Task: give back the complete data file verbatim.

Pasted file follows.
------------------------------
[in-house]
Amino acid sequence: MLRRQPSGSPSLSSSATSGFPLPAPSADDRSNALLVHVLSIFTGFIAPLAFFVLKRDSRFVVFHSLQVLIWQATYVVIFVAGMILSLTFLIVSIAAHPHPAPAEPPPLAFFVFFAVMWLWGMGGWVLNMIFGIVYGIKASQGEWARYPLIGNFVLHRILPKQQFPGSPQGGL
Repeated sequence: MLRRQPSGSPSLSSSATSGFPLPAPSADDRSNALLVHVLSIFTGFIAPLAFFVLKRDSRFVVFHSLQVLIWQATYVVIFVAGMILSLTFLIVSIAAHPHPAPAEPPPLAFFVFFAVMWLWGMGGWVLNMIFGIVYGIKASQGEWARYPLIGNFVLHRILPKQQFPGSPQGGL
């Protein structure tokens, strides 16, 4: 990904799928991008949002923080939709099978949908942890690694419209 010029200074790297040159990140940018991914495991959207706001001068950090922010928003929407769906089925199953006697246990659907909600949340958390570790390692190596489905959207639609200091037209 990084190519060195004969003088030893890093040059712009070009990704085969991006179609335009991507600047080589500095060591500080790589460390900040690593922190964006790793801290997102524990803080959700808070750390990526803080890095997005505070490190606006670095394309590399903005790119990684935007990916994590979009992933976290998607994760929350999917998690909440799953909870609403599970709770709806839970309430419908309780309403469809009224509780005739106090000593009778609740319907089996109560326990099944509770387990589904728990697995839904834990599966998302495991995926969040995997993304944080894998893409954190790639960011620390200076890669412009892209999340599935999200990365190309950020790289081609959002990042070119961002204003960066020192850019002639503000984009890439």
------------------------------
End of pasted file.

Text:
[in-house]
Amino acid sequence: MLRRQPSGSPSLSSSATSGFPLPAPSADDRSNALLVHVLSIFTGFIAPLAFFVLKRDSRFVVFHSLQVLIWQATYVVIFVAGMILSLTFLIVSIAAHPHPAPAEPPPLAFFVFFAVMWLWGMGGWVLNMIFGIVYGIKASQGEWARYPLIGNFVLHRILPKQQFPGSPQGGL
Repeated sequence: MLRRQPSGSPSLSSSATSGFPLPAPSADDRSNALLVHVLSIFTGFIAPLAFFVLKRDSRFVVFHSLQVLIWQATYVVIFVAGMILSLTFLIVSIAAHPHPAPAEPPPLAFFVFFAVMWLWGMGGWVLNMIFGIVYGIKASQGEWARYPLIGNFVLHRILPKQQFPGSPQGGL
């Protein structure tokens, strides 16, 4: 990904799928991008949002923080939709099978949908942890690694419209 010029200074790297040159990140940018991914495991959207706001001068950090922010928003929407769906089925199953006697246990659907909600949340958390570790390692190596489905959207639609200091037209 990084190519060195004969003088030893890093040059712009070009990704085969991006179609335009991507600047080589500095060591500080790589460390900040690593922190964006790793801290997102524990803080959700808070750390990526803080890095997005505070490190606006670095394309590399903005790119990684935007990916994590979009992933976290998607994760929350999917998690909440799953909870609403599970709770709806839970309430419908309780309403469809009224509780005739106090000593009778609740319907089996109560326990099944509770387990589904728990697995839904834990599966998302495991995926969040995997993304944080894998893409954190790639960011620390200076890669412009892209999340599935999200990365190309950020790289081609959002990042070119961002204003960066020192850019002639503000984009890439």